Small Business Success: Education, safety key for summer recreational boating
As the recreational boating season revs up, Mystic licensed captain Nicholas Alley navigates instinctively toward safety.
“Out on the water, it is apparent that recreational boating has surged during the pandemic and shows no sign of slowing down,” Alley says. He adds that the resulting increase in waterway congestion makes boater education and safe practices all the more important. For that reason, he formed Nicholas Alley Marine (nalleymarine.com) in Mystic on Jan. 1.
Alley’s firm offers private boating lessons on customers’ vessels, group classes at their sailing or yacht clubs, and land-based, one-on-one instruction. With 40 years of captaining everything from tall ships to tug boats, Alley has a 500-ton Ocean Master’s License.
He learned his craft from practical experience, in seafaring lingo “coming up through the hawsepipe.” The hawsepipe is the tube through which an anchor chain is raised and lowered, and the expression means you learned the trade by starting as a deckhand and climbing the ladder of responsibility over many years up to captain, sitting for license exams for progressively larger vessels.
Before founding his business, Alley worked for Mystic Seaport for a decade, both on the water, such as small-boat training for shipyard workers, and on shore, serving as Manager of Waterfront Operations. Although he has vast knowledge and experience in the marine industry, his current venture is his first attempt at owning and running a business.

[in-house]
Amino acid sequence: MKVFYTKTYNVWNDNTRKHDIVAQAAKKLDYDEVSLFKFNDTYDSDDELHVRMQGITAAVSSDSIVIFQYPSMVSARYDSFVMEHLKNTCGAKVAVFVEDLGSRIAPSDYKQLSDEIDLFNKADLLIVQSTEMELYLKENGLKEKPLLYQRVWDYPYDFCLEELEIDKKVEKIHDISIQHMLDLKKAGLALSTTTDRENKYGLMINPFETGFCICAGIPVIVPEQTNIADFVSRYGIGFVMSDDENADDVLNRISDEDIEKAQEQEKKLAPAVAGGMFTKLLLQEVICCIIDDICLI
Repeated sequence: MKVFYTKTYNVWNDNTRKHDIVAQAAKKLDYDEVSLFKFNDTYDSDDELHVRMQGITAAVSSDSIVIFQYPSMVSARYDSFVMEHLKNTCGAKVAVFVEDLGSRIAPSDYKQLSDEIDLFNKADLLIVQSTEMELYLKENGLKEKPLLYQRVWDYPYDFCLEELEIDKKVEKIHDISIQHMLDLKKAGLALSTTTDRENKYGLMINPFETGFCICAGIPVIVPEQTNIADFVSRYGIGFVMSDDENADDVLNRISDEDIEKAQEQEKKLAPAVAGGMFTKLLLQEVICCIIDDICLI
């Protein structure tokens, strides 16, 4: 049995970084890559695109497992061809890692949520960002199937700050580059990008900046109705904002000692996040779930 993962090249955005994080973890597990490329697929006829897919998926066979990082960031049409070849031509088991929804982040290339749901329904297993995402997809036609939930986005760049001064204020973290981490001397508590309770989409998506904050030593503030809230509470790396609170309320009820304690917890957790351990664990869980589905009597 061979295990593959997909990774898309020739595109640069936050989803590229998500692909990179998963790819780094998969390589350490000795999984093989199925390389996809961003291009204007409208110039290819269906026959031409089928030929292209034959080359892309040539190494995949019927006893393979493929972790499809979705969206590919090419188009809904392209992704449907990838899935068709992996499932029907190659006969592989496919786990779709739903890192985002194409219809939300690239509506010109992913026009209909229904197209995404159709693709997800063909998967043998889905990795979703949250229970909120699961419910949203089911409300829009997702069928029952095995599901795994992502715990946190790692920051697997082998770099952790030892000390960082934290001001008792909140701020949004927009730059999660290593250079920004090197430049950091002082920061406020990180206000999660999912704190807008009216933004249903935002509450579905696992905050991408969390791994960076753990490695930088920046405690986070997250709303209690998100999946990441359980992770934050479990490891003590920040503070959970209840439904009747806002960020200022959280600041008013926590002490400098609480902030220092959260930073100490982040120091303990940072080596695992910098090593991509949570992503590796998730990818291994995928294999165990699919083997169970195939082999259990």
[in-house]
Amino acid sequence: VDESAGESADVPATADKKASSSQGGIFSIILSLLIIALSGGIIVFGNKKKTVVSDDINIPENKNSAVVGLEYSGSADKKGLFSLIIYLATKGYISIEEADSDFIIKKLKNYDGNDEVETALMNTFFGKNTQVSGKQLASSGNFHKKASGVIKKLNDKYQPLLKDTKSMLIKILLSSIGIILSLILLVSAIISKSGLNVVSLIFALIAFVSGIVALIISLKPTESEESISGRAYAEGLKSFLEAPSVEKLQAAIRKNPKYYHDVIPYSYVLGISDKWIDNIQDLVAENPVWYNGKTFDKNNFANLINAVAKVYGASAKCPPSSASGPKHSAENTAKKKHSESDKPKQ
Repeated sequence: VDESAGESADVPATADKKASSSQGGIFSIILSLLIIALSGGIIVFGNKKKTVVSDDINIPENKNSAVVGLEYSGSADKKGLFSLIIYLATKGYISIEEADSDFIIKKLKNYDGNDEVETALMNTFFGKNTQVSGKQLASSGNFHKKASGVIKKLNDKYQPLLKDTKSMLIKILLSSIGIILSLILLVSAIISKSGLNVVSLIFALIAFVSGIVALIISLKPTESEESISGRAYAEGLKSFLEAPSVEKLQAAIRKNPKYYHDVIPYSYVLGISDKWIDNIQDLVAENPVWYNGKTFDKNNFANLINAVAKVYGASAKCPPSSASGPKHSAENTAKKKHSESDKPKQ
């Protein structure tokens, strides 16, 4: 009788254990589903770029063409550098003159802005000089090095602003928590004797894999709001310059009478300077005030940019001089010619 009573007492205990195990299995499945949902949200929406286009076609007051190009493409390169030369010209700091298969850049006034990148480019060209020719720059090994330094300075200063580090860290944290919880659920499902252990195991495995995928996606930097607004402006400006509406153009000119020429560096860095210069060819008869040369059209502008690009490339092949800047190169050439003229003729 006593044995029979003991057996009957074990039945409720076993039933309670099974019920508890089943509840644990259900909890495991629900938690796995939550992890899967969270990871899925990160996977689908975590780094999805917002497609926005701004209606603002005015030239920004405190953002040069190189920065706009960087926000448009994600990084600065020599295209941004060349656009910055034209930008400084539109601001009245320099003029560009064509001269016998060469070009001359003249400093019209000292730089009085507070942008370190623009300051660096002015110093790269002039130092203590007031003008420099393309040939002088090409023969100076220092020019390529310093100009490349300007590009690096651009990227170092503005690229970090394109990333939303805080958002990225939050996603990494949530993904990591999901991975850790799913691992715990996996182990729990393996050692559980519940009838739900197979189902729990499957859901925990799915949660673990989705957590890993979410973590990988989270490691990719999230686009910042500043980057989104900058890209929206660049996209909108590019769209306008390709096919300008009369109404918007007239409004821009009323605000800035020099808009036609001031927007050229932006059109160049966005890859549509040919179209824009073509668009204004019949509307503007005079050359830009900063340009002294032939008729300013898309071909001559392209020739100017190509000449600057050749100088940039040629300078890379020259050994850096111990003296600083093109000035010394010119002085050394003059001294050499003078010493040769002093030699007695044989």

Just six months in, preliminary results are encouraging.
He was a captain in a leadership program in Grenada for the Sea Education Association (S.E.A.), headquartered in Falmouth, Massachusetts, and will conduct an S.E.A. program this summer for high school students on its tall ship the Corwith Cramer, a brigantine. Nick is also developing programs to teach high school students about sailing and power boating for a group forming in Oyster Bay, New York.
Nick has also provided consulting services to Discovering Amistad in New Haven. The organization uses a replica of the top-sail schooner where the most famous slave-ship uprising in American history occurred to teach about justice, freedom, and human rights. He has advised on care and operation of the vessel and captained it on transits port to port.
Alley says that his business mentor, Frank LaMonaca, president of the Southeastern Connecticut (SECT) Chapter of SCORE (sect.score.org), has provided valuable guidance and advice in launching his first entrepreneurial venture. SCORE is a nationwide, nonprofit association and resource partner of the U.S. Small Business Administration that offers free, confidential advice to small-business owners.
Alley starts new boaters off with basic rules of the waterway, analogous to drivers’ rules of the road, with the important proviso that the rules differ slightly between inland waterways and ocean (international) waters. It is important to know your boating environment.